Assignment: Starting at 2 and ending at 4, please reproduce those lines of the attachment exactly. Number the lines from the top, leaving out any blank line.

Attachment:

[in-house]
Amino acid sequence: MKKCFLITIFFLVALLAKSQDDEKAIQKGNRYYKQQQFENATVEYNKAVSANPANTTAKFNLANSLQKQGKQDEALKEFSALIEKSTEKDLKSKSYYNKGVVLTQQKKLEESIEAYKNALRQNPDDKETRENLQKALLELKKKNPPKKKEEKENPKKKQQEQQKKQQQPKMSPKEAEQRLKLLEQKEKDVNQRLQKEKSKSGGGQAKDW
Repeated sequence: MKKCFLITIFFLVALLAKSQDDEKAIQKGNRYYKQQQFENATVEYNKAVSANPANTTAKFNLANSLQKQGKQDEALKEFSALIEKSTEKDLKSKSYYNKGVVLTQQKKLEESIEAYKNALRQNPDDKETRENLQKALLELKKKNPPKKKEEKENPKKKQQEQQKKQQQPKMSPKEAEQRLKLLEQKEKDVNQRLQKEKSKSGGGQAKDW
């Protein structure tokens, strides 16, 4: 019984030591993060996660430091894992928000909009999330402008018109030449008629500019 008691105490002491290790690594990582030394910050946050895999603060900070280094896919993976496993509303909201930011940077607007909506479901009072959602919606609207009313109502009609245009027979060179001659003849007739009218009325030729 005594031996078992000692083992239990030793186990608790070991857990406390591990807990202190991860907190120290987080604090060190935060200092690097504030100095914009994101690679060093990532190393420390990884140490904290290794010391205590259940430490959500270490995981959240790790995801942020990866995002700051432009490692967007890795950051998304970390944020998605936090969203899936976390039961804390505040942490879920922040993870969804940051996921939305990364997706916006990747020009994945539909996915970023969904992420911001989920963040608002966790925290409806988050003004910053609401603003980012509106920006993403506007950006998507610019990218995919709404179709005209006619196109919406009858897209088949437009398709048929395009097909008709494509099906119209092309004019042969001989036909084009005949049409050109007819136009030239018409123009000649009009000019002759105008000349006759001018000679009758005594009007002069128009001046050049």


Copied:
Amino acid sequence: MKKCFLITIFFLVALLAKSQDDEKAIQKGNRYYKQQQFENATVEYNKAVSANPANTTAKFNLANSLQKQGKQDEALKEFSALIEKSTEKDLKSKSYYNKGVVLTQQKKLEESIEAYKNALRQNPDDKETRENLQKALLELKKKNPPKKKEEKENPKKKQQEQQKKQQQPKMSPKEAEQRLKLLEQKEKDVNQRLQKEKSKSGGGQAKDW
Repeated sequence: MKKCFLITIFFLVALLAKSQDDEKAIQKGNRYYKQQQFENATVEYNKAVSANPANTTAKFNLANSLQKQGKQDEALKEFSALIEKSTEKDLKSKSYYNKGVVLTQQKKLEESIEAYKNALRQNPDDKETRENLQKALLELKKKNPPKKKEEKENPKKKQQEQQKKQQQPKMSPKEAEQRLKLLEQKEKDVNQRLQKEKSKSGGGQAKDW
């Protein structure tokens, strides 16, 4: 019984030591993060996660430091894992928000909009999330402008018109030449008629500019 008691105490002491290790690594990582030394910050946050895999603060900070280094896919993976496993509303909201930011940077607007909506479901009072959602919606609207009313109502009609245009027979060179001659003849007739009218009325030729 005594031996078992000692083992239990030793186990608790070991857990406390591990807990202190991860907190120290987080604090060190935060200092690097504030100095914009994101690679060093990532190393420390990884140490904290290794010391205590259940430490959500270490995981959240790790995801942020990866995002700051432009490692967007890795950051998304970390944020998605936090969203899936976390039961804390505040942490879920922040993870969804940051996921939305990364997706916006990747020009994945539909996915970023969904992420911001989920963040608002966790925290409806988050003004910053609401603003980012509106920006993403506007950006998507610019990218995919709404179709005209006619196109919406009858897209088949437009398709048929395009097909008709494509099906119209092309004019042969001989036909084009005949049409050109007819136009030239018409123009000649009009000019002759105008000349006759001018000679009758005594009007002069128009001046050049």